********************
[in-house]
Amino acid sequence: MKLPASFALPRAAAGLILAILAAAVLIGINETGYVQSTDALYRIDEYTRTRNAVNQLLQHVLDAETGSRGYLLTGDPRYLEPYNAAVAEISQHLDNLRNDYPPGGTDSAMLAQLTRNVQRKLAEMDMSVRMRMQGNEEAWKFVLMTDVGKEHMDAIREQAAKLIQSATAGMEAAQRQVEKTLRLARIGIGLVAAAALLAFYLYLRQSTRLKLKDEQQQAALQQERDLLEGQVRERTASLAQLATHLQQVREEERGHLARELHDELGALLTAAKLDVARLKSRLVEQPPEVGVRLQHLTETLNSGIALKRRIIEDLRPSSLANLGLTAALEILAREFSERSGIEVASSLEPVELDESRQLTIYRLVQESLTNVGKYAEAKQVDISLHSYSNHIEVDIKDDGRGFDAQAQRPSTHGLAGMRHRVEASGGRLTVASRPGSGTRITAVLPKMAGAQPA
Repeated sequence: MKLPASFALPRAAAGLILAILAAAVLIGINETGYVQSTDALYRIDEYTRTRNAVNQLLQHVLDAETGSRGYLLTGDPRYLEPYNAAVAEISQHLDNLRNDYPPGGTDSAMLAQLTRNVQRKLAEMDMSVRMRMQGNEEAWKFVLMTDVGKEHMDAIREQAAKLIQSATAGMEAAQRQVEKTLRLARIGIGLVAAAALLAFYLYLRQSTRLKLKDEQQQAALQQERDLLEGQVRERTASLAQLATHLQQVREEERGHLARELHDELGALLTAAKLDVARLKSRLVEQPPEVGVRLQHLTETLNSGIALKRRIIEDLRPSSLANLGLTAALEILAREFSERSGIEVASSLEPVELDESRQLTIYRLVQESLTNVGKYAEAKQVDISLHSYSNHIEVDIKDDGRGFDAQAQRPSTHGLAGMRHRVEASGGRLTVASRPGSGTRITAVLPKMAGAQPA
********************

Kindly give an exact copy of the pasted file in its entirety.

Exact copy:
[in-house]
Amino acid sequence: MKLPASFALPRAAAGLILAILAAAVLIGINETGYVQSTDALYRIDEYTRTRNAVNQLLQHVLDAETGSRGYLLTGDPRYLEPYNAAVAEISQHLDNLRNDYPPGGTDSAMLAQLTRNVQRKLAEMDMSVRMRMQGNEEAWKFVLMTDVGKEHMDAIREQAAKLIQSATAGMEAAQRQVEKTLRLARIGIGLVAAAALLAFYLYLRQSTRLKLKDEQQQAALQQERDLLEGQVRERTASLAQLATHLQQVREEERGHLARELHDELGALLTAAKLDVARLKSRLVEQPPEVGVRLQHLTETLNSGIALKRRIIEDLRPSSLANLGLTAALEILAREFSERSGIEVASSLEPVELDESRQLTIYRLVQESLTNVGKYAEAKQVDISLHSYSNHIEVDIKDDGRGFDAQAQRPSTHGLAGMRHRVEASGGRLTVASRPGSGTRITAVLPKMAGAQPA
Repeated sequence: MKLPASFALPRAAAGLILAILAAAVLIGINETGYVQSTDALYRIDEYTRTRNAVNQLLQHVLDAETGSRGYLLTGDPRYLEPYNAAVAEISQHLDNLRNDYPPGGTDSAMLAQLTRNVQRKLAEMDMSVRMRMQGNEEAWKFVLMTDVGKEHMDAIREQAAKLIQSATAGMEAAQRQVEKTLRLARIGIGLVAAAALLAFYLYLRQSTRLKLKDEQQQAALQQERDLLEGQVRERTASLAQLATHLQQVREEERGHLARELHDELGALLTAAKLDVARLKSRLVEQPPEVGVRLQHLTETLNSGIALKRRIIEDLRPSSLANLGLTAALEILAREFSERSGIEVASSLEPVELDESRQLTIYRLVQESLTNVGKYAEAKQVDISLHSYSNHIEVDIKDDGRGFDAQAQRPSTHGLAGMRHRVEASGGRLTVASRPGSGTRITAVLPKMAGAQPA